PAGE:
A merchant a month
Still, on the subject of shepherds, there is no Neapolitan nativity scene in the 18th-century tradition without a market. The various activities represent the main commercial activities throughout the year. So, for every merchant, there is a month:
- January: butcher or charcuterie seller
- February: seller of cottage cheese or cheese
- March: poulterer
- April: egg seller
- May: a woman selling cherries
- June: baker
- July: tomato seller
- August: watermelon seller
- September: farmer or sower
- October: vintner
- November: chestnut seller
- December: fishmonger.
Nothing is accidental about the Neapolitan nativity scene
Nothing is there by chance on the Neapolitan nativity scene. Everything follows precise rules. They start with the structure known as the Scoglio (rock), made up of traditional materials such as cork, wood and paper-mâché, which make up the "nativity rock" on which the shepherds are.
The Neapolitan nativity scene does not lack certain elements, such as:
- the river: flowing water is a symbol linked to death and divine birth. In the case of the Christian religion, it recalls the fluid of the maternal foetus but, at the same time, the river is the Acheron that ferries the damned;
- The bridge crosses the river and is a clear symbol of passage. Some Neapolitan fables tell of three children killed and buried in the foundations of a bridge to hold the arches together magically. It, therefore, represents a passage between the world of the living and the world of the dead;
- the well: a link between the surface and the underground waters. Its history is full of anecdotes and superstitions, making it a place of fear. One of them is that once upon a time, people were careful not to draw water from it on Christmas night because they used to believe that the water contained diabolical spirits capable of possessing people who drank it;
- the tavern: this leads primarily to the dangers of travelling. Inside, there is a banquet. Symbol of wickedness in the world, which the birth of Jesus illuminates;
- the bakery: it is a reference to the new Christian doctrine, which sees bread and wine as its foundations (in the Eucharist), as well as representing a typically popular craft;
- the church and the crucifix: the presence of a church, as well as the crucifix, testifies to the anachronism of the Neapolitan nativity scene, set in the 18th century.
San Gregorio Armeno: the Presepe's street
San Gregorio Armeno
Via San Gregorio Armeno is the street in the historic centre of Naples that has become famous for its nativity scene workshops. But how did this street become so famous?
The origins of San Gregorio Armeno go back a long way. There used to be a temple dedicated to Ceres in the street in classical times. The citizens offered terracotta figurines made in the nearby workshops as votive offerings.
Of course, the nativity scene arrived much later. But the destiny of the street was this one!
Today, Via San Gregorio Armeno has known the world as the exhibition centre for artisans' workshops, which produce canonical and original nativity figurines all year round. Usually, eccentric artisans enjoy reproducing and displaying figurines of famous contemporary figures.
The proper exhibitions start around Christmas time, usually from November until 6 January.
- Do you like Presepe? - Not, I don't like it. I want a cup of milk
The Neapolitan Presepe tradition: an art handed down from generation to generation
The Neapolitan Presepe is a cultural legacy that shows no signs of waning. The secret lies in its realism and the craftsman's love and passion for it. It is no longer just a religious symbol but a descriptive, identifying and unifying tool for the community to which it belongs, in its detailed composition. One could almost say that the Neapolitan nativity scene remains a vehicle for identifying the Neapolitan gens.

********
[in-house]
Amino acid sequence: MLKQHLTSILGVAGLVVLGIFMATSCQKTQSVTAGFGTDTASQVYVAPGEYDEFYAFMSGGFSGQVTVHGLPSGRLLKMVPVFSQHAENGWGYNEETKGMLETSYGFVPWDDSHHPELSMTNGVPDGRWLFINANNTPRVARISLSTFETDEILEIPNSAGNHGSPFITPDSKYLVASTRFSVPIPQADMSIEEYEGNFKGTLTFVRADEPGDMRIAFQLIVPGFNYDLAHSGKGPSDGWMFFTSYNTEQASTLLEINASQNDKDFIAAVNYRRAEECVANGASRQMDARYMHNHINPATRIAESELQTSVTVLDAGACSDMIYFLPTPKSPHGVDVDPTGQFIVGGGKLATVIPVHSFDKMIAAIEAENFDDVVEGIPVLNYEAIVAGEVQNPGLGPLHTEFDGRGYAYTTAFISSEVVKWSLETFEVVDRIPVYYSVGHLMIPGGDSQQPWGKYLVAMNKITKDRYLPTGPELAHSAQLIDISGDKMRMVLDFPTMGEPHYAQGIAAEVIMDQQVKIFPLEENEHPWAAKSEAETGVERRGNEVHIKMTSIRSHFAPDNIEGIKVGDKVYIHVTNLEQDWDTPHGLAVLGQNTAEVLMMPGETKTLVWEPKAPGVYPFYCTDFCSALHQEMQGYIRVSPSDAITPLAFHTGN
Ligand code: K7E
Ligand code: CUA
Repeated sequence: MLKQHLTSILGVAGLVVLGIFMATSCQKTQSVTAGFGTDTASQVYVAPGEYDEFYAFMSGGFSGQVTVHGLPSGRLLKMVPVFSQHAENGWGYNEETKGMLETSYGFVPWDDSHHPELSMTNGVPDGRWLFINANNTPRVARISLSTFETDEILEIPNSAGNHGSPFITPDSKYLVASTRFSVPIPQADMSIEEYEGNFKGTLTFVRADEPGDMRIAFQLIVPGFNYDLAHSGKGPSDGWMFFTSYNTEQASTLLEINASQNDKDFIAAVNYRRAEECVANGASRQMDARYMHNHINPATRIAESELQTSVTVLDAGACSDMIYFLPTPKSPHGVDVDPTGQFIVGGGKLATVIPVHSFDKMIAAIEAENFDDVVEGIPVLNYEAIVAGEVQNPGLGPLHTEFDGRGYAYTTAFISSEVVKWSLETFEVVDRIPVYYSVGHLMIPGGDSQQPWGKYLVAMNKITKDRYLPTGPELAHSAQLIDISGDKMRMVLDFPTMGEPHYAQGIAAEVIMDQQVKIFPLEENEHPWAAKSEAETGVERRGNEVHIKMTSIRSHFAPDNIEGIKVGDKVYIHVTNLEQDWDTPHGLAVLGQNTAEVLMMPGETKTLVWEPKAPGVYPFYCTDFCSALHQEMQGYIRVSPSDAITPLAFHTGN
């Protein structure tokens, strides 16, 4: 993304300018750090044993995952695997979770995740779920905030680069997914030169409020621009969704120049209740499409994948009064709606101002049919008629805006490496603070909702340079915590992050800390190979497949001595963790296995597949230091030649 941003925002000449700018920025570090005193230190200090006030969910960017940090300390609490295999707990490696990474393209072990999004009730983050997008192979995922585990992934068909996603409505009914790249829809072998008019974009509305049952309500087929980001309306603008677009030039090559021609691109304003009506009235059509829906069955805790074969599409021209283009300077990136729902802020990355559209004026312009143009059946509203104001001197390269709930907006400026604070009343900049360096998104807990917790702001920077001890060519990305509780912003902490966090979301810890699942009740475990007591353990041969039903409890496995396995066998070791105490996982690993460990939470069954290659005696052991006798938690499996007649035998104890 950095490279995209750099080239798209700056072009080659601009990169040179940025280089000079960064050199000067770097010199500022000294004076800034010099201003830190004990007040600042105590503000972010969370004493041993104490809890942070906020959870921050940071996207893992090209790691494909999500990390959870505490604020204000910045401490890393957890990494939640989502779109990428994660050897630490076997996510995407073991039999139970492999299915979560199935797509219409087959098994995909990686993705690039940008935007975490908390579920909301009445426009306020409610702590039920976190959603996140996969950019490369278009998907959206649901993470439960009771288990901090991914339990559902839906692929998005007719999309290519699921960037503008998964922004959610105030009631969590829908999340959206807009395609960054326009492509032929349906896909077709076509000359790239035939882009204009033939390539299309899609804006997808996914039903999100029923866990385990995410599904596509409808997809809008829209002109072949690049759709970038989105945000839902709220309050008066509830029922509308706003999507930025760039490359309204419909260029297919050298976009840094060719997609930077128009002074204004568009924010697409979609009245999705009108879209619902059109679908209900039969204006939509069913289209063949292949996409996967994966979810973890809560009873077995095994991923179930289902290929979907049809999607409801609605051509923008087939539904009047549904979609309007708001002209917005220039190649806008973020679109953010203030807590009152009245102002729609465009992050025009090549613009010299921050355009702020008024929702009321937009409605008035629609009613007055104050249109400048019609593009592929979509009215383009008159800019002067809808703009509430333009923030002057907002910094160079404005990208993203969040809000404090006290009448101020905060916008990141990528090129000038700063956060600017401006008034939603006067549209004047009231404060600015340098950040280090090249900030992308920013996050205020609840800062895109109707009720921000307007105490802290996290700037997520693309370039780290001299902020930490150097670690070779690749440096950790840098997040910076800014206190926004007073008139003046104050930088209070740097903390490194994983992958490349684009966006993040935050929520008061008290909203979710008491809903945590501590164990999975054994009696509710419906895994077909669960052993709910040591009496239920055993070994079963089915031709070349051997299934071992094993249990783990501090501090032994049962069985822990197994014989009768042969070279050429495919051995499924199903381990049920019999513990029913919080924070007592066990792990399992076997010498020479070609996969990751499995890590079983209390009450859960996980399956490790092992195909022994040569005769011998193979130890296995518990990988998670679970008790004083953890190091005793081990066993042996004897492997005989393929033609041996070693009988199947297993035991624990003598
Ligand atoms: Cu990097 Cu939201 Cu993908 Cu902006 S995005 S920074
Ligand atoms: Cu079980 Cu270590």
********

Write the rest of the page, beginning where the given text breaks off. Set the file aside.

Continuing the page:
More and more young artists have approached and carried on this beautiful art. Like Guglielmo Muoio, master of the Neapolitan nativity scene. We at Visit Italy were kindly welcomed into his workshop Ars Neapolitana, an elegant atelier of nativity art and sacred sculpture, located in Via dei Tribunali 303, near the famous San Gregorio Armeno.
Here we admired him at work, where he explained to us the whole process of creating a handmade Neapolitan shepherd, and in particular, we observed him making ahead:
1. A Fistful of clay is used to shape and mould the face;
2. the clay is worked for about 5 hours, repeatedly in detail;
3. to best represent the character, Guglielmo takes inspiration from old books and images from the Neapolitan 18th century;
4. he then removes impurities and finishes the figure;
5. now, he leaves the figurine dry for 12 hours and then 9 hours in the oven at up to 920° C.
Guglielmo tells us a bit about his story and how his passion for the nativity scene came about between one passage and another. He tells us that he dedicated himself to sculpting and creating nativity scene structures as is customary in his family as a young boy.
Guglielmo Muoio's sculptural techniques always express great physicality based on a continuous analysis of contemporary reality compared with 18th-century figures. Guglielmo told us that, after his humanistic studies, he studied Diagnostics and Restoration of Cultural Heritage at the Suor Orsola Benincasa University in Naples. Here, he acquired a more profound and more scientific knowledge of materials and a historical awareness of the art in which he works.
But here, Guglielmo Muoio's story is interrupted. The oven is ready to be opened, and the statues come out. Guglielmo takes one. In particular, he says it is a Herdsman. It needs to have eyes added to it! And so William takes a jar of glass beads on which are painted little eyes. He takes a couple of them and uses them on the figurine.
He proceeds to repaint it, and to do this, Guglielmo uses natural acrylic paints. But he explains that he could also paint it in oil. The figurine's body is in straw, while the legs and arms are wood.
Well, once our figurine is ready, it needs to have clothes. It is the moment of Guglielmo's wife, Laura Loina, an expert in tailoring and embroidery for shepherds and saints in the Neapolitan style of the 18th century, comes in.
The figurine (the shepherd) is ending, and so is our time in the workshop. We say goodbye to Guglielmo and Laura, aware of how much passion and love there is in their work. The desire to learn more and go beyond the experiences of the family workshops. All this has given their work greater confidence, expressed in the rapid and incisive gesture and scholarly work, rich in learned quotations and deep spirituality.Find out more about Ars Neapolitana❯